>> The TIFF can be looked at by any picture editing program,
>> just like JPG. There would be very, very little
>> difference between a low compressed JPG and a non
>> compressed TIFF file.
>
> You're right. But there would be considerably more
> differnce between a JPG file that had been tweaked with,
> and saved, five times in a row, and a TIFF file that has
> been modified and saved five consecutive times.
>
> Thus, there is very little reason fo favour TIPP over JPG
> if one doesnt intend to modify the image. If one does,
> OTOH, TIFF has clear advantages - despite being a whole lot
> larger.

The key here is that if one wants to minimize cumulative
damage with JPEG, simply refrain from multiple edit-resave-
edit-resave cycles.

I shoot in JPEG "fine" because I don't think I am nearly
sophisticated enough to get any advantage out of RAW, even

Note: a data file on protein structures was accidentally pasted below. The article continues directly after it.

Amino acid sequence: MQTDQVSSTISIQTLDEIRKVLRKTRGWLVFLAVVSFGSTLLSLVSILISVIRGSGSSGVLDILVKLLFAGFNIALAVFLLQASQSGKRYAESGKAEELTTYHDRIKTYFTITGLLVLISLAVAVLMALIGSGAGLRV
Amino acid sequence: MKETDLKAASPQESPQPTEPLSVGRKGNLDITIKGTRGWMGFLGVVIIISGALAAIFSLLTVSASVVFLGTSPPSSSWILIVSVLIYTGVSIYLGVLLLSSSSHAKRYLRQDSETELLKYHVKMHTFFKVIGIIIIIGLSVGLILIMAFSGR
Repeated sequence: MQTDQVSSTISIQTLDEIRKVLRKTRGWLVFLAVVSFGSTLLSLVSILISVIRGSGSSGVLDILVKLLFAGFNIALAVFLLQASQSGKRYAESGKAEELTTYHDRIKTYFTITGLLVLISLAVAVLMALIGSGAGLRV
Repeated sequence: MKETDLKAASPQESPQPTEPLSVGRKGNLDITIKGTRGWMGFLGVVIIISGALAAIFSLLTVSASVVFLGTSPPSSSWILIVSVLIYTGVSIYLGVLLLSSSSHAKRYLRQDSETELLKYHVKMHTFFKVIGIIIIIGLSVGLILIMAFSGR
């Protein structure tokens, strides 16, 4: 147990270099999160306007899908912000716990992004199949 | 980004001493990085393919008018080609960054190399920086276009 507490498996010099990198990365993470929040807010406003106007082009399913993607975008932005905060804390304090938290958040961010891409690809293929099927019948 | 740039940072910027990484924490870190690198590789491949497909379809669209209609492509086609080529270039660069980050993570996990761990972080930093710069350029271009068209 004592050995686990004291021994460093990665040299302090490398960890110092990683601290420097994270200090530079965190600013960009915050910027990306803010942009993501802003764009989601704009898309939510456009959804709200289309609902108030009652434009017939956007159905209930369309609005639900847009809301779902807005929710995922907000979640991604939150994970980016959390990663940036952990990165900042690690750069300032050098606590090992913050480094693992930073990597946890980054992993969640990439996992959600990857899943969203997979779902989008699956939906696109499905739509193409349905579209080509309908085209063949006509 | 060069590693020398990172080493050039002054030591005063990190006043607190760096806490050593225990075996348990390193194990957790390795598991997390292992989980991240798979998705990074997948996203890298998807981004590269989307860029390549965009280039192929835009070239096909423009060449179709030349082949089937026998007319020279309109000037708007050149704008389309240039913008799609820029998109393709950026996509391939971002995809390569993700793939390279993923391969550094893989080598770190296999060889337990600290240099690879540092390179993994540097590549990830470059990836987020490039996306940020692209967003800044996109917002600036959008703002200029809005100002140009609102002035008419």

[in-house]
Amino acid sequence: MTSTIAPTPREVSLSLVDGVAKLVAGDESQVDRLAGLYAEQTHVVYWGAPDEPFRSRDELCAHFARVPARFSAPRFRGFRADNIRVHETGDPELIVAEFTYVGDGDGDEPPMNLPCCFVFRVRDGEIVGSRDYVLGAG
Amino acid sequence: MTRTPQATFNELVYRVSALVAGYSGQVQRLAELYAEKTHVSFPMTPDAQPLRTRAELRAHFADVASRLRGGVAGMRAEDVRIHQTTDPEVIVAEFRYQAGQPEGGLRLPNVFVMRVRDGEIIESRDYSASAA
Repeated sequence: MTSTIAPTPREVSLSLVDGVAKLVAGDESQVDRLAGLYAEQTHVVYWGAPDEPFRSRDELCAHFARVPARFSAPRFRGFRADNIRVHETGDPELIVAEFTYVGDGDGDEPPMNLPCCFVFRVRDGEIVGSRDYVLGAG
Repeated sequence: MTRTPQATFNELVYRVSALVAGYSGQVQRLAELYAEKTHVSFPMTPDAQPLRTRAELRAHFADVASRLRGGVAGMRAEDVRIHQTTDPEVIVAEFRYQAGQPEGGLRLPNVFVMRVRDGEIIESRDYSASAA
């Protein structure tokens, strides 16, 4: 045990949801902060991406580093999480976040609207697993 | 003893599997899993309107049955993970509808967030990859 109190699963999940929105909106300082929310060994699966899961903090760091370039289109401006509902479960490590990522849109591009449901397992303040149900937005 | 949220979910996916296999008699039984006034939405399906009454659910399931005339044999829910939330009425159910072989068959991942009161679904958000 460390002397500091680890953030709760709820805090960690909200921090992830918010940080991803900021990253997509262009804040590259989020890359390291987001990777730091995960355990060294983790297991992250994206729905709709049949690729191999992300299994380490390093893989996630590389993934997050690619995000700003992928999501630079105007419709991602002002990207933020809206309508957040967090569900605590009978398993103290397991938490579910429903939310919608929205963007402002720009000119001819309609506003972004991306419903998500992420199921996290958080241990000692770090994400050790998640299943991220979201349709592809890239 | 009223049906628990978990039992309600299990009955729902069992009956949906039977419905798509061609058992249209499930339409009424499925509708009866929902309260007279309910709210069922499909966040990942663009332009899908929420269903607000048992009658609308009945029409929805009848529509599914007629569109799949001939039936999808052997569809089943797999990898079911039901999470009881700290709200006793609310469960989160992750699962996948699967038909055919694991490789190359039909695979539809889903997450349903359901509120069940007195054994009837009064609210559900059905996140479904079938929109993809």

though my Nikon 5700 supports NEF. My 5700 also supports TIFF,
but as you observe, file sizes are huge as EXIF can only be
included with uncompressed TIFF.

I save my unedited camera files in a separate folder under the
folder the finished pictures will go into. If a need arises to
do a substantial re-edit, I will always go back to the
original.

However, if the re-edit is minor, I will sometimes edit the
finished JPEG but then always re-save it with less compression
than it was originally saved with. I have found this to
provide adequate image quality for my needs.

--
ATM, aka Jerry
Anonymous
August 25, 2005 11:02:05 AM

Archived from groups: rec.photo.digital.zlr (More info?)

I'm curious as to how a typical computer/monitor effectively displays a
RAW image if it contains 12 bits/channel of data. Aren't most desktops
set to display 8 bits/channel only?
Anonymous
August 25, 2005 4:09:19 PM

Archived from groups: rec.photo.digital.zlr (More info?)

> Anyone know the difference between RAW files and TIFF files.

RAW files usually have a higher bit depth. For example, on many DSLRs